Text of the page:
Greece’s supreme court on Friday upheld a Cypriot request for the extradition of ship owner Michalis Zolotas, wanted in connection with a corruption case involving the former governor of the Central Bank of Cyprus.
The 42-year-old was the owner of Focus Maritime Corporation, which paid €1mln to a company connected to Christodoulos Christodoulou, then governor of the Central Bank.
Focus is alleged to have been used as a slush fund to bribe state officials and political parties.
Zolotas is said to be linked to late businessman Andreas Vgenopoulos, widely held responsible for the collapse of the island’s banking sector in 2013.
He was detained in Greece whose judicial authorities initially approved extradition. The decision was appealed and the case went to the supreme court where it was upheld.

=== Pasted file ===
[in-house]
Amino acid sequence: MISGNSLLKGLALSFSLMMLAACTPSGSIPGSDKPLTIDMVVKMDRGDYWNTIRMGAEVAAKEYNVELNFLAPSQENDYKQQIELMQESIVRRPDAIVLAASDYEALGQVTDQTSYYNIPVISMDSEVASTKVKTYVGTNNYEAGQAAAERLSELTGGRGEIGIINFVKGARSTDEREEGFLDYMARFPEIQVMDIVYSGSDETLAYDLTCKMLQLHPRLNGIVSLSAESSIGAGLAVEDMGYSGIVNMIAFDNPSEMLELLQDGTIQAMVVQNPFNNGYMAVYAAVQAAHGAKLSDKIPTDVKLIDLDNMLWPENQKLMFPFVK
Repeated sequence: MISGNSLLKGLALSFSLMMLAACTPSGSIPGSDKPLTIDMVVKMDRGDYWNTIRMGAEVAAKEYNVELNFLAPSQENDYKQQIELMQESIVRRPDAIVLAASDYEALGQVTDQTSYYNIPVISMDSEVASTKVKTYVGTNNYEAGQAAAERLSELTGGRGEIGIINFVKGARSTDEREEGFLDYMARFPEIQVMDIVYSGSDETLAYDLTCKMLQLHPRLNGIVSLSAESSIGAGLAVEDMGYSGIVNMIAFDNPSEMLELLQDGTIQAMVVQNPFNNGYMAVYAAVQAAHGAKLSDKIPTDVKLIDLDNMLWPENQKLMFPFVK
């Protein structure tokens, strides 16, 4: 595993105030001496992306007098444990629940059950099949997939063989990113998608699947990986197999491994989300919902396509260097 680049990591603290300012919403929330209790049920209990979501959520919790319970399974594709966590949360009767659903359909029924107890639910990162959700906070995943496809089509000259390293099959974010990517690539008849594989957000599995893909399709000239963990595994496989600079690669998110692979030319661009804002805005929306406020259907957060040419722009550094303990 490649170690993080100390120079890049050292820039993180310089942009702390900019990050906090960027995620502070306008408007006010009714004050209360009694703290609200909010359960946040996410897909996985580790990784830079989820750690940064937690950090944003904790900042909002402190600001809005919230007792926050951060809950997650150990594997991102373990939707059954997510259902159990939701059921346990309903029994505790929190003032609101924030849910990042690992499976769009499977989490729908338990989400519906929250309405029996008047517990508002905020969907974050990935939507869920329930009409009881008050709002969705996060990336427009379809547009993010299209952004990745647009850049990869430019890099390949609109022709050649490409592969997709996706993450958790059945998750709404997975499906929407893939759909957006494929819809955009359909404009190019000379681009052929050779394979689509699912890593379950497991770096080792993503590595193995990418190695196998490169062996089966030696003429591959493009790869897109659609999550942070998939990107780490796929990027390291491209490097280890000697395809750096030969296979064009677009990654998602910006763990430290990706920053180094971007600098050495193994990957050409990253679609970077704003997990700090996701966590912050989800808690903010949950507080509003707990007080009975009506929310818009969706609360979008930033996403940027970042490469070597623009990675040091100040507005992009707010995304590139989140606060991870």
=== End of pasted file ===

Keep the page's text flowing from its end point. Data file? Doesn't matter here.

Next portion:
Cypriot prosecutors maintain that Zolotas’ Focus acted as a front for former Laiki Bank strongman Vgenopoulos, who bribed Christodoulou to look the other way while he irregularly acquired a controlling stake in the lender in 2006.
Also implicated in the case are Christodoulou’s daughter Athina and her ex-husband Andreas Kizourides, and Greek nationals Michalis Fole and Andreas Magiras.
Fole, detained in Romania on an international arrest warrant, is currently in custody in Cyprus.
Magiras is still free due to a recommendation by the International Centre for Settlement of Investment Disputes (ICSID), which was adjudicating on a case filed by Vgenopoulos.
Vgenopoulos and his investment firm MIG, along with a group of Greeks who had invested in Laiki, filed a case against Cyprus with the ICSID, claiming the government, which had taken over control of the bank after it was bailed out in May 2012, was solely responsible for its eventual demise.
The ICSID had recommended waiting for the case before it to finish before issuing arrest warrants for Vgenopoulos and Magiras.
Vgenopoulos died of heart failure in Athens early in November.